Small-business owners can learn so much about their company through customer feedback — the opportunities, threats, the hottest products or services you should continue to keep available, what’s working well and what isn’t. Your best shot serves as a key to a secure position in an uncertain future within a shaky and newly emerging economy.
Businesses are starting to realize that if they don’t take customer service into account, negative feedback can turn into a public relations crisis and impacts the bottom line. While it may be easier said than done (and an ostensibly painful experience), be fearless and take the feedback head on.
A recent article by Michael Sanserino and Cari Tuna in the Wall Street Journal shares how even larger companies such as the Cheesecake Factory, Inc. and Sprint have tuned into customer service activity via social media and turned the feedback into an action plan and scorecard to track and improve their customers’ experiences.
You see surveys at the end of every receipt you get from a major retailer. When you purchase online from Amazon, they ask for your review of the product and, if applicable, of the independent seller.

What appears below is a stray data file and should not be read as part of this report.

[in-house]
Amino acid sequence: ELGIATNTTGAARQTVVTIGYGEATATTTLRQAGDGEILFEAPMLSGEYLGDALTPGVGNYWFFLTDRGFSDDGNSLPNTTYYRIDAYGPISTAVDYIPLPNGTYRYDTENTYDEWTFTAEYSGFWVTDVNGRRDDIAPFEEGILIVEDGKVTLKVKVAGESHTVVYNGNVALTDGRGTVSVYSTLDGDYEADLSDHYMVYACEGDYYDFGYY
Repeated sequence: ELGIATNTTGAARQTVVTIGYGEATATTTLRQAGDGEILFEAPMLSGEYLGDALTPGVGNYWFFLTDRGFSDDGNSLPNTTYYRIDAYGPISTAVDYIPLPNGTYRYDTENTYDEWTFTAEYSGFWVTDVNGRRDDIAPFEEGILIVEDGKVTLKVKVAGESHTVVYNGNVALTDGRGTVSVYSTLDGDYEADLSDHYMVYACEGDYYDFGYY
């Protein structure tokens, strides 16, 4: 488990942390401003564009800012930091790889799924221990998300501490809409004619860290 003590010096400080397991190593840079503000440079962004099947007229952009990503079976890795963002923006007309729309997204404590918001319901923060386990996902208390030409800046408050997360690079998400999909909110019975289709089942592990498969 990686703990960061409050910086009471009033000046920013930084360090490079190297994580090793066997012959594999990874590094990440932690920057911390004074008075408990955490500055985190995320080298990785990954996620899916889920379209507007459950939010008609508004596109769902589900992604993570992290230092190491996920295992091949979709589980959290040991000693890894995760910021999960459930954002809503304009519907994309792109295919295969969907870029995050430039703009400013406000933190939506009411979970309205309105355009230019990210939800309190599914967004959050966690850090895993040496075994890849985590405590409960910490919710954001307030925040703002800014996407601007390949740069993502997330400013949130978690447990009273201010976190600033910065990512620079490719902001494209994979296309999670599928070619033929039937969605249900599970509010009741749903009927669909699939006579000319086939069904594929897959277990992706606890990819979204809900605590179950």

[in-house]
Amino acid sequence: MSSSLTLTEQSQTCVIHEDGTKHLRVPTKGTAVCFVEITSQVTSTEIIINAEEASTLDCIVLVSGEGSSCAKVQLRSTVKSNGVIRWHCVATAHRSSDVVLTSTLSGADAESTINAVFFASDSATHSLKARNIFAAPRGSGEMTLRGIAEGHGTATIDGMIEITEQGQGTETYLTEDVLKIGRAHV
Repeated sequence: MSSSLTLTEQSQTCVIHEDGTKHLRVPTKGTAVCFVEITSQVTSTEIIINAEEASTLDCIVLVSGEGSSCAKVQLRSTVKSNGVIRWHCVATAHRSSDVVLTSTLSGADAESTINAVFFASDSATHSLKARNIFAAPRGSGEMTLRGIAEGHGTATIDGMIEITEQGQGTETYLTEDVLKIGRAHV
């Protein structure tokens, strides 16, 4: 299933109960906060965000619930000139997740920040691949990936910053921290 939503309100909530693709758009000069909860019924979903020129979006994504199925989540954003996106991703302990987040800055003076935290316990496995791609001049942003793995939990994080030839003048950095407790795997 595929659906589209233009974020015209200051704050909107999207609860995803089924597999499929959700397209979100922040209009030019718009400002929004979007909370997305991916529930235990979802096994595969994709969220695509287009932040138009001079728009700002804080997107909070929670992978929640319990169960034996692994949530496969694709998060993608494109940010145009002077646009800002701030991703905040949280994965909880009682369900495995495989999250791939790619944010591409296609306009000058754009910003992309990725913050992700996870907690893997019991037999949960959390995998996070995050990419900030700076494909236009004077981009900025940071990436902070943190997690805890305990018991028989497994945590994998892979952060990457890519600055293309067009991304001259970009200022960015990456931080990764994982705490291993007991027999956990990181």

Here are a few tips and tools to get you started:
Set up an account with a service that provides review capabilities to survey and connect with your customers post-transaction (disclosure: RatePoint is an Airfoil client).
If possible, collect contact information through online transactions and during brick-and-mortar checkouts; keep a database of your customers to keep them informed on the latest company news and discounts.
Consider a Twitter account. Twitter doesn’t have to be a mini-complaint board. You can use it to reach out to customers, gain new ones and establish a steady dialogue. Twitter recently released a <Twitter for business guide.
Allow customers to provide impromptu feedback via a comment form on your company Web site. Alongside transactional surveys, customers may have questions prior to purchase.
At this economic juncture, the goal of being in business is to stay in business. So make your business bullet-proof and ask your customers to “fire away” with feedback.
— By Meg Soule